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$5M Scooter-Injury Suit Dismissed on Technicality

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By Brett Snider, Esq. on December 26, 2013 11:15 AM

A Massachusetts man who fell from a police scooter had his injury suit tossed out of court Monday because of a technicality.

Reyes Cotto, 79, was in a coma for almost two weeks after tumbling from a police scooter in 2009, incurring more than $400,000 in medical bills. Cotto's $5 million lawsuit against the city of Lowell, Massachusetts, alleged that a police officer had negligently allowed him to use the police scooter without a helmet, reports the Lowell Sun.

Why was Cotto's suit dismissed?

Notice Requirement Doomed Scooter Suit

On its face, Cotto's scooter-injury lawsuit presented a fairly compelling case for compensation. Cotto had received significant medical care for his injuries, totaling $447,603 in medical expenses and even given his age, had a sympathetic claim for pain and suffering damages.

The problem with Cotto's claims wasn't the evidence. Rather, it was that the scooter victim had failed to follow the legal procedure to sue the city.

Under the Massachusetts Tort Claims Act, an injury suit against a public employer (like the City of Lowell) can be barred if the victim doesn't send the public entity a "letter of presentment" within two years of the injury. It also requires the injured party to wait six months after sending the letter before filing suit.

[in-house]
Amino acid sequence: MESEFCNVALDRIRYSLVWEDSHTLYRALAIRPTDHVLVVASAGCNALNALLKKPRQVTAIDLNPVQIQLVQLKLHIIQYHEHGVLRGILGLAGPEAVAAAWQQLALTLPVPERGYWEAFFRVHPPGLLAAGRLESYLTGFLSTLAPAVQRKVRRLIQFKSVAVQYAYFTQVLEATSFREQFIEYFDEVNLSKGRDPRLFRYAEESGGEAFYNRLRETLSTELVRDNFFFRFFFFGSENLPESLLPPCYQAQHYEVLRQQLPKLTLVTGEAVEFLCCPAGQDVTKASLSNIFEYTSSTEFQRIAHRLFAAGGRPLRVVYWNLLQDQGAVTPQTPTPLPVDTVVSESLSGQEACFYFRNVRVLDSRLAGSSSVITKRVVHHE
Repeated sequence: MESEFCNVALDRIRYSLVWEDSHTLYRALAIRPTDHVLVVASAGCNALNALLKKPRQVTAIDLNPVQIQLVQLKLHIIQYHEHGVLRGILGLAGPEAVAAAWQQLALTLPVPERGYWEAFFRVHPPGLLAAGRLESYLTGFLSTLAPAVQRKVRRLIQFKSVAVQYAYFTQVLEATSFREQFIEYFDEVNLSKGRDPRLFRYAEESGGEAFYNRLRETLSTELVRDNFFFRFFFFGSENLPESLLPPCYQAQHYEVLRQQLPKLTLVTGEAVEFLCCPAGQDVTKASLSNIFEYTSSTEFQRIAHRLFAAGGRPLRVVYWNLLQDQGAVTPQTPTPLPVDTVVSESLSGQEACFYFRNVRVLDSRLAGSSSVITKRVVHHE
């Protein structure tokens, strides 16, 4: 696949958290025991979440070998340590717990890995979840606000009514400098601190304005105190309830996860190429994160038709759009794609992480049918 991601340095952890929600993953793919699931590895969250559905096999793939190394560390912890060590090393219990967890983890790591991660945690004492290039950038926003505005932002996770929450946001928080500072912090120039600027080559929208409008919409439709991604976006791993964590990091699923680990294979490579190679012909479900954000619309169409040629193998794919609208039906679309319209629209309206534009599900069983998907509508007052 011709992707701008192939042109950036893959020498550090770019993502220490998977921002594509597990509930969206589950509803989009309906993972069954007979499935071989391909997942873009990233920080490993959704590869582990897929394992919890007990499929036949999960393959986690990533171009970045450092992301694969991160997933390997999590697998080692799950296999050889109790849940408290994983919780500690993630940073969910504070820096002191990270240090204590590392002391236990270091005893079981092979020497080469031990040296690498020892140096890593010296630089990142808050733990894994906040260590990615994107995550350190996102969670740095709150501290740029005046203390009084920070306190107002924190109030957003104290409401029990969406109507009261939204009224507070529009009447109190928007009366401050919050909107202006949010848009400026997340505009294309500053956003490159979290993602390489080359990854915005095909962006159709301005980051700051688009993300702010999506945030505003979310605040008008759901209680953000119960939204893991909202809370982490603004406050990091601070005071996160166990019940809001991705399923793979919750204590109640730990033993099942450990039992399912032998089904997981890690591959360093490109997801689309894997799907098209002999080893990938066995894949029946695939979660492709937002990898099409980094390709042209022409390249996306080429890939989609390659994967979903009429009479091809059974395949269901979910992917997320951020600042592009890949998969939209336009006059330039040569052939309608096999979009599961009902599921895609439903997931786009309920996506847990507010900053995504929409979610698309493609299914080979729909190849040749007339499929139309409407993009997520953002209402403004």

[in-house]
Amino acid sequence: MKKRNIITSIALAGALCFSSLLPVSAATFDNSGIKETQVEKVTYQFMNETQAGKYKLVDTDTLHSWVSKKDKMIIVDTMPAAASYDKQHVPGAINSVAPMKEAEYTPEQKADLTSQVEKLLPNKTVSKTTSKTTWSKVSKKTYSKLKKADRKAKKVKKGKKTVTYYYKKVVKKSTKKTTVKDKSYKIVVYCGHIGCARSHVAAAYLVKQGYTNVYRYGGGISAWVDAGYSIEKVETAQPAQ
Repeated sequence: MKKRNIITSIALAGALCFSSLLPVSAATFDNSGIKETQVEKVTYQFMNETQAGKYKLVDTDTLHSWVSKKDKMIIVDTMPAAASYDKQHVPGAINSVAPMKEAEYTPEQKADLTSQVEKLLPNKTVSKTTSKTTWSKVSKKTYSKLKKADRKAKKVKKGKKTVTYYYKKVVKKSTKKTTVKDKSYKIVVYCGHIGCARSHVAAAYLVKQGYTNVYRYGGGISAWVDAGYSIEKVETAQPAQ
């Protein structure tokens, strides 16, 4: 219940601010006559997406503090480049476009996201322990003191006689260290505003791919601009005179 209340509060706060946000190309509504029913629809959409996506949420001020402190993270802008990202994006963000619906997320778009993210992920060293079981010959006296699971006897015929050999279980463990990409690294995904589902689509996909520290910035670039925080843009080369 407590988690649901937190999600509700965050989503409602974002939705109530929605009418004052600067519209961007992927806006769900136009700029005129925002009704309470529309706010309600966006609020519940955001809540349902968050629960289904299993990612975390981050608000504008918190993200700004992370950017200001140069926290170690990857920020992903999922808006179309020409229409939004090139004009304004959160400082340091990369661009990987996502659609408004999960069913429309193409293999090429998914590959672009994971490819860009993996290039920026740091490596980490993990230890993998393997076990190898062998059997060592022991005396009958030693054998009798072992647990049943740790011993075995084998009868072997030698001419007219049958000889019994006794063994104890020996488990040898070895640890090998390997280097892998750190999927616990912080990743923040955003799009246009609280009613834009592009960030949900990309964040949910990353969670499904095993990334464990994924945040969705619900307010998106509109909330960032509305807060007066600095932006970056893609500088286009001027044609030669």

While Cotto did send Lowell a letter of presentment in November 2010, he went ahead and filed his injury suit in January 2011, just three months after giving the city notice.

Since the suit did not follow Massachusetts law for suing a public entity, Judge Kenneth V. Desmond Jr. dismissed Cotto's claims.

Lesson to Be Learned About Suing the Government

While Cotto's case is an unfortunate one, it also presents a poignant lesson for anyone planning to sue the government.

If you're planning to sue the police, in almost all cases, you will need to first file a tort claim form with the state or local government. Many states have passed laws which prevent any civil suit from proceeding in court without the government being given sufficient notice and time to respond.

For example, in order to sue the New York Police Department for false arrest, a potential plaintiff needs to first file a claim with the city Comptroller within 90 days of the arrest.

If you still have questions about a potential claim, contact an experienced personal injury lawyer today.

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